Generally competition teaches distrust. Competition makes people selfish and vicious. Competition puts people under great pressure to break the ordinary rules of decent conduct. People first misbehave and then try to rationalize misbehaviour. Such rationalisations corrode moral character.  Competition force people to make false promises. Such promises make people immoral. Competition causes corrosion of the moral character. Some say, it depends.  Globalisation is prime example of competition. Some believe that globalisation is not a deterrent to social and ethical agendas. They say, globalisation leads not only to the creation and spread of wealth but also to ethical outcomes. Self-restraint and altruism is possible even when one is surrounded with riches. Competition is inevitable. It can give rise to cooperation. Competition teaches us to take risks and forge alliances.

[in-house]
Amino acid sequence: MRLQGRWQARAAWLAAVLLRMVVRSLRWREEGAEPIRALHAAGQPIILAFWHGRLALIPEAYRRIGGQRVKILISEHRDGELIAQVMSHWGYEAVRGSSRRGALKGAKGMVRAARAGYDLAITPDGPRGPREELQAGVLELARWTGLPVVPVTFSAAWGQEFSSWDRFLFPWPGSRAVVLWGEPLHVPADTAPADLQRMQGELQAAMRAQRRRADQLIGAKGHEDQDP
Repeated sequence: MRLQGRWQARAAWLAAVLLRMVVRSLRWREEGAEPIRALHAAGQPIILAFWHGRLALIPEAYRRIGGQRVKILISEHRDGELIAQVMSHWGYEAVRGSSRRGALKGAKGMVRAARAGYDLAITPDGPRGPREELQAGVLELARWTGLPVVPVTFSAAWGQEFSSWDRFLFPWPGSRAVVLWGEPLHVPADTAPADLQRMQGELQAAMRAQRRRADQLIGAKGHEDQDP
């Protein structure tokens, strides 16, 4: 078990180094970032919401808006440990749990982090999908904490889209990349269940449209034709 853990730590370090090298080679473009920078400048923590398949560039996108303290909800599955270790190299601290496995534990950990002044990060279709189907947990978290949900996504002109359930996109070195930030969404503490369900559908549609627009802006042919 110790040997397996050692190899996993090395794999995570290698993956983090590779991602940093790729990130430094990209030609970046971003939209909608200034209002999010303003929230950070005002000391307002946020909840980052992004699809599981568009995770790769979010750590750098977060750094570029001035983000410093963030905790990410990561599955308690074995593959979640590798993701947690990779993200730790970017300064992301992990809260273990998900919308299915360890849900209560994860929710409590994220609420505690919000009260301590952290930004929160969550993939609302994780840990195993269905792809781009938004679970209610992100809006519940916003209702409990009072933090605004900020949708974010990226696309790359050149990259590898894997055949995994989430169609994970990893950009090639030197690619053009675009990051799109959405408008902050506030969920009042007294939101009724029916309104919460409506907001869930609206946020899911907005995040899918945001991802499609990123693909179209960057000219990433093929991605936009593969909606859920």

The question of morality vis-à-vis competition can only be answered by comparing realistic alternatives, and by understanding how different systems promote divergent human character, thinks John Gray. Some traits that competition may bring in a person are not liked by ‘conservative moralists’.  Risk-taking actions help people survive and prosper in free-market economies, but risk-taking behaviour is not necessarily compatible with traditional values.

Corrosion of moral character depends upon our perception of good life. It depends upon how much we value personal autonomy and personal choice. It is said that in a competitive situation, people with the most highly developed survival skills and the fewest moral scruples do the best. One cannot have everything. Greed and envy are vices, but they are also economic stimulants. It depends upon how much one is willing to sacrifice in order to live a ‘good life’.